Writing a GitHub Webhook as an Azure Function

I recently experimented with Azure Functions and GitHub apps, and I wanted to share what I learned.

A bit of background

As you may already know, I’m one of the maintainers of the FakeItEasy mocking library. As is common in open-source projects, we use a workflow based on feature branches and pull requests. When a change is requested in a PR during code review, we usually make the change as a fixup commit, because it makes it easier to review, and because we like to keep a clean history. When the changes are approved, the author squashes the fixup commits before the PR is merged. Unfortunately, I’m a little absent minded, and when I review a PR, I often forget to wait for the author to squash their commits before I merge… This causes the fixup commits to appear in the main dev branch, which is ugly.

Which leads me to the point of this post: I wanted to make a bot that could prevent a PR from being merged if it had commits that needed to be squashed (i.e. commits whose messages start with fixup! or squash!). And while I was at it, I thought I might as well make it usable by everyone, so I made it a GitHub app: DontMergeMeYet.

GitHub apps

Now, you might be wondering, what on Earth is a GitHub app? It’s simply a third-party application that is granted access to a GitHub repository using its own identity; what it can do with the repo depends on which permissions were granted. A GitHub app can also receive webhook notifications when events occur in the repo (e.g. a comment is posted, a pull request is opened, etc.).

A GitHub app could, for instance, react when a pull request is opened or updated, examine the PR details, and add a commit status to indicate whether the PR is ready to merge or not (this WIP app does this, but doesn’t take fixup commits into account).

As you can see, it’s a pretty good fit for what I’m trying to do!

In order to create a GitHub app, you need to go to the GitHub apps page, and click New GitHub app. You then fill in at least the name, homepage, and webhook URL, give the app the necessary permissions, and subscribe to the webhook events you need. In my case, I only needed read-only access to pull requests, read-write access to commit statuses, and to receive pull request events.

At this point, we don’t yet have an URL for the webhook, so enter any valid URL; we’ll change it later after we actually implemented the app.

Azure Functions

I hadn’t paid much attention to Azure Functions before, because I didn’t really see the point. So I started to implement my webhook as a full-blown ASP.NET Core app, but then I realized several things:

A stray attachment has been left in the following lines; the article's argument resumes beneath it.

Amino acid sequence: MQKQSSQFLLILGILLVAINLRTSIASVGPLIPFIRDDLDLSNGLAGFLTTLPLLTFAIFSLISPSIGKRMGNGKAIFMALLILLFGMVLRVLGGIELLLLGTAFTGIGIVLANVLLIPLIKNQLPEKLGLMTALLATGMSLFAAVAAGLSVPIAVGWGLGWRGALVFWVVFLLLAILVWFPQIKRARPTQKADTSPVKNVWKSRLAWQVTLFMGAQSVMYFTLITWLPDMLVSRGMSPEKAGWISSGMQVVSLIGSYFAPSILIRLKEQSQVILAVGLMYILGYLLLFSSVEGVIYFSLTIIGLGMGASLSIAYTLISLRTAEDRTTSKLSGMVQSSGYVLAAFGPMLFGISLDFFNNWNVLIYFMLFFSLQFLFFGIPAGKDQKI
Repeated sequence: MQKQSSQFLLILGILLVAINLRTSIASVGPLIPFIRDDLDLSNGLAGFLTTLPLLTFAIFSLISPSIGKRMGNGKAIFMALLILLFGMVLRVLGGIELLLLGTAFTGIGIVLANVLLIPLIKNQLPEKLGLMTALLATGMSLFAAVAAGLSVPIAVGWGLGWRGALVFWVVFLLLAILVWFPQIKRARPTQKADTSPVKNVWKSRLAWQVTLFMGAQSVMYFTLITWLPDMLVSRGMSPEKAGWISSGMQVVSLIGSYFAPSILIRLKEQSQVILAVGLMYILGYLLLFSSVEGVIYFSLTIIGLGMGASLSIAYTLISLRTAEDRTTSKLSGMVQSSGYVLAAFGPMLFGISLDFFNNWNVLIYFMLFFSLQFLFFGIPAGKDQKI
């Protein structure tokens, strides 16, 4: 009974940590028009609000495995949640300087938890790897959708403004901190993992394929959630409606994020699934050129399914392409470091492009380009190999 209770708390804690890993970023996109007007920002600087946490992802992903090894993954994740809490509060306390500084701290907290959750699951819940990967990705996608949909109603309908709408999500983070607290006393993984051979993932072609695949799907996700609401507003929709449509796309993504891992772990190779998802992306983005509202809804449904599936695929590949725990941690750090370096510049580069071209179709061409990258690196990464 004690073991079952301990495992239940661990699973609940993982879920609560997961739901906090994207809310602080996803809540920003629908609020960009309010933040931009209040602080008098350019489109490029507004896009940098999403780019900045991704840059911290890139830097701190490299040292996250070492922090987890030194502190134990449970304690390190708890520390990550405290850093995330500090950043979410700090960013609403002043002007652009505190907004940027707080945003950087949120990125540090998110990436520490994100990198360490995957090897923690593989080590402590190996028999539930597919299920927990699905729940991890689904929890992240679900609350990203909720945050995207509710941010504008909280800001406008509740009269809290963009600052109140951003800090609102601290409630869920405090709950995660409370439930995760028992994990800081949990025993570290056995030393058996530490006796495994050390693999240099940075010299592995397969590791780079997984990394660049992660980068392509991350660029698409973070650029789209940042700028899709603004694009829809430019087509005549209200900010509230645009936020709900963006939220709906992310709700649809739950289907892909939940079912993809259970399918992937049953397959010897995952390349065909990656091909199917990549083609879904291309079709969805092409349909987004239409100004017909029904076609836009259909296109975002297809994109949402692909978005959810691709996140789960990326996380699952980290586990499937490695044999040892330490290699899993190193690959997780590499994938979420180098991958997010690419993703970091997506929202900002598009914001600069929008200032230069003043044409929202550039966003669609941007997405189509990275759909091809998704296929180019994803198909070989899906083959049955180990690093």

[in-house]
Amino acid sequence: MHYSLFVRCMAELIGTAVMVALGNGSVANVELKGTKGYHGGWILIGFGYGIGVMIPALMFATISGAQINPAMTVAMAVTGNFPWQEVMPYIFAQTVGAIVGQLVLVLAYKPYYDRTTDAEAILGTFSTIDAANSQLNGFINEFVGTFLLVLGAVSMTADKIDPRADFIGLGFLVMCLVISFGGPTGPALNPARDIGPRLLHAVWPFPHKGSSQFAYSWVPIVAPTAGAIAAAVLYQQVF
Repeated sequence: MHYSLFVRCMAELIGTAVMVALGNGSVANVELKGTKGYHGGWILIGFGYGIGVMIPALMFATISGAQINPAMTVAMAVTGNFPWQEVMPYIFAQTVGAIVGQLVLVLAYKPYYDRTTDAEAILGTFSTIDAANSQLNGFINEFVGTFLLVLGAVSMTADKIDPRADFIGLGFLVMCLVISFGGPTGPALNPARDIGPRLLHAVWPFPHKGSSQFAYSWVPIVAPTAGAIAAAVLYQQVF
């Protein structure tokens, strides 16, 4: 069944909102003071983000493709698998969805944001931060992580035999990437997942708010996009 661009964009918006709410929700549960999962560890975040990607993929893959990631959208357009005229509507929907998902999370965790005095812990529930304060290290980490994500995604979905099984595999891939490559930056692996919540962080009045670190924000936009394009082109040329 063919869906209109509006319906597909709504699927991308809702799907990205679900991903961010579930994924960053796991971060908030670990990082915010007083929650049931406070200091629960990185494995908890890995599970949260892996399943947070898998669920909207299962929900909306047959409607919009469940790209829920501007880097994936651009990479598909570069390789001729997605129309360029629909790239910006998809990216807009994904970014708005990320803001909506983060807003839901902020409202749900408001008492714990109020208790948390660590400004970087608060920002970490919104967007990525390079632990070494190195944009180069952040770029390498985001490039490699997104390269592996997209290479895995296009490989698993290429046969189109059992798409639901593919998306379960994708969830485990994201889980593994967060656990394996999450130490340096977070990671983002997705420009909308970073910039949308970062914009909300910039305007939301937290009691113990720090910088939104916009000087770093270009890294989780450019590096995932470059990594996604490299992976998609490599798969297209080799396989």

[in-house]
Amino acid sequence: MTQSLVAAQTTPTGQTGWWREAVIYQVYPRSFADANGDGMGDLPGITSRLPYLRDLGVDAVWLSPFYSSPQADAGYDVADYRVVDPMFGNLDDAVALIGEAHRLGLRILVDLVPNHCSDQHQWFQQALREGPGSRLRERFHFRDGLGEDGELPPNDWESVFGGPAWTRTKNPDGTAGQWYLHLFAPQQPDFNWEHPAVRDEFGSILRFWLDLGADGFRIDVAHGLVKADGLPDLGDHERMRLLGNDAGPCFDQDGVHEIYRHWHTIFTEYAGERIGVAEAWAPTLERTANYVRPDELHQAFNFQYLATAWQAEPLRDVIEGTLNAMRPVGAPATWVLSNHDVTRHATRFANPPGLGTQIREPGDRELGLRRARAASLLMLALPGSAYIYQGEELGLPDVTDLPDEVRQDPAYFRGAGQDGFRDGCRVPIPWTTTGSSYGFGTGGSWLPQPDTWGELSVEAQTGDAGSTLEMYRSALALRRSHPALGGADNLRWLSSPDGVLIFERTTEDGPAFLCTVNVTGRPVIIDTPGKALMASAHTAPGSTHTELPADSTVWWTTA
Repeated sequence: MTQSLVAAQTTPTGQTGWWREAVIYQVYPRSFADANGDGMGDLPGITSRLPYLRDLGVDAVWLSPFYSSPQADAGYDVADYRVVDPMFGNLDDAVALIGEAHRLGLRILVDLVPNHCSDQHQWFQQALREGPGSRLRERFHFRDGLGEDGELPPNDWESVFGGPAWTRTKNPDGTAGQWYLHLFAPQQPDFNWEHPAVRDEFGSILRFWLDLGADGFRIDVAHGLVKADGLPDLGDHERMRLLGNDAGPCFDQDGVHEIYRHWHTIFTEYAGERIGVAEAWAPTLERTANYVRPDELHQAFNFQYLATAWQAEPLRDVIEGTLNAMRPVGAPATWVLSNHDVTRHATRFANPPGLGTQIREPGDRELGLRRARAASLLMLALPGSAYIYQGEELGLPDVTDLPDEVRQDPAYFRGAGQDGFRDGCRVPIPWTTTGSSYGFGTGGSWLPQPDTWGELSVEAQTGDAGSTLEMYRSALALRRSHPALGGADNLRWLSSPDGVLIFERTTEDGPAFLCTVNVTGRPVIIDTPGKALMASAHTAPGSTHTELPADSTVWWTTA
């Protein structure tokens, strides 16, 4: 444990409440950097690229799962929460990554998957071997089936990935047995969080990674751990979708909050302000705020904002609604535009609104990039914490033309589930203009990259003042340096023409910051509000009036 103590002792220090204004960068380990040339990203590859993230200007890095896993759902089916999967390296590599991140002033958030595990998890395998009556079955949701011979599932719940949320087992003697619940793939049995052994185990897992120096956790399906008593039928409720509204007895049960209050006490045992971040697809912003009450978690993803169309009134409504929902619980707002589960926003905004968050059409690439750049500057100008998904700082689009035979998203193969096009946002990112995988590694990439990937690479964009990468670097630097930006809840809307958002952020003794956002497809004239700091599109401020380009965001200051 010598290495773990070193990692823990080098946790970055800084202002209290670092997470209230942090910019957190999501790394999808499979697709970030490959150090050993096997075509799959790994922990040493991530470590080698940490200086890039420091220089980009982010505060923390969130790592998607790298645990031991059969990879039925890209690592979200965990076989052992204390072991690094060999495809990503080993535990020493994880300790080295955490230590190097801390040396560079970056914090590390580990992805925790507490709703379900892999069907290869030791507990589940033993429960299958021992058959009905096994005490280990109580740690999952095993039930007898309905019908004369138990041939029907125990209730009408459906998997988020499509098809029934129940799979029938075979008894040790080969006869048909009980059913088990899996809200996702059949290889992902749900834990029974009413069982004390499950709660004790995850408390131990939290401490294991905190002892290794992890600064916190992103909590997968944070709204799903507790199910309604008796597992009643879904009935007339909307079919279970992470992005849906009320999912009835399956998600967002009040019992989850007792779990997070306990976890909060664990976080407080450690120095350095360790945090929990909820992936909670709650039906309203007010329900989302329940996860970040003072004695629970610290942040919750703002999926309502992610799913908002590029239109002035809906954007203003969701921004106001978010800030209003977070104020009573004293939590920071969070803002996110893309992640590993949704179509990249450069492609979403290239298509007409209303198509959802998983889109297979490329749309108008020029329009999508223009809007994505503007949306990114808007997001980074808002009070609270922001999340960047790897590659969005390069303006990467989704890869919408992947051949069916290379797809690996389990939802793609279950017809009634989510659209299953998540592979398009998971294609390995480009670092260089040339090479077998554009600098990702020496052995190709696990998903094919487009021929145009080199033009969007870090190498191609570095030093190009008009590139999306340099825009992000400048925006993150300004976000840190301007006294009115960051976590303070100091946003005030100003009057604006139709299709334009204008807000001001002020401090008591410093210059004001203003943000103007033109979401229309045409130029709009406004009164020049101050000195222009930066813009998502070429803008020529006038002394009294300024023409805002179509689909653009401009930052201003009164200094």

• My app only had a single HTTP endpoint
  • It was fully stateless and didn’t need a database
  • If I wanted the webhook to always respond quickly, the Azure App Service had to be "always on"; that option isn’t available in free plans, and I didn’t want to pay a fortune for a better service plan.

I looked around and realized that Azure Functions had a "consumption plan", with a generous amount (1 million per month) of free requests before I had to pay anything, and functions using this plan are "always on". Since I had a single endpoint and no persistent state, an Azure Function seemed to be the best fit for my requirements.

Interestingly, Azure Functions can be triggered, among other things, by GitHub webhooks. This is very convenient as it takes care of validating the payload signature.

So, Azure Functions turn out to be a perfect match for implementing my webhook. Let’s look at how to create one.

Creating an Azure Function triggered by a GitHub webhook

It’s possible to write Azure functions in JavaScript, C# (csx) or F# directly in the portal, but I wanted the comfort of the IDE, so I used Visual Studio. To write an Azure Function in VS, follow the instructions on this page. When you create the project, a dialog appears to let you choose some options:

New function dialog

  • version of the Azure Functions runtime: v1 targets the full .NET Framework, v2 targets .NET Core. I picked v1, because I had trouble with the dependencies in .NET Core.
  • Trigger: GitHub webhooks don’t appear here, so just pick "HTTP Trigger", we’ll make the necessary changes in the code.
  • Storage account: pick the storage emulator; when you publish the function, a real Azure storage account will be set instead
  • Access rights: it doesn’t matter what you pick, we’ll override it in the code.

The project template creates a class named Function1 with a Run method that looks like this:

public static class Function1
{
    [FunctionName("Function1")]
    public static async Task<HttpResponseMessage> Run(
        [HttpTrigger(AuthorizationLevel.Anonymous, "get", "post", Route = null)]HttpRequestMessage req, TraceWriter log)
    {
        ...
    }
}

Rename the class to something that makes more sense, e.g. GitHubWebHook, and don’t forget to change the name in the FunctionName attribute as well.

Now we need to tell the Azure Functions runtime that this function is triggered by a GitHub webhook. To do this, change the method signature to look like this:

    [FunctionName("GitHubWebHook")]
    public static async Task<HttpResponseMessage> Run(
        [HttpTrigger("POST", WebHookType = "github")] HttpRequestMessage req,
        TraceWriter log)

GitHub webhooks always use the HTTP POST method; the WebHookType property is set to "github" to indicate that it’s a GitHub webhook.

Note that it doesn’t really matter what we respond to the webhook request; GitHub doesn’t do anything with the response. I chose to return a 204 (No content) response, but you can return a 200 or anything else, it doesn’t matter.

Publishing the Azure Function

To publish your function, just right click on the Function App project, and click Publish. This will show a wizard that will let you create a new Function App resource on your Azure subscription, or select an existing one. Not much to explain here, it’s pretty straightforward; just follow the wizard!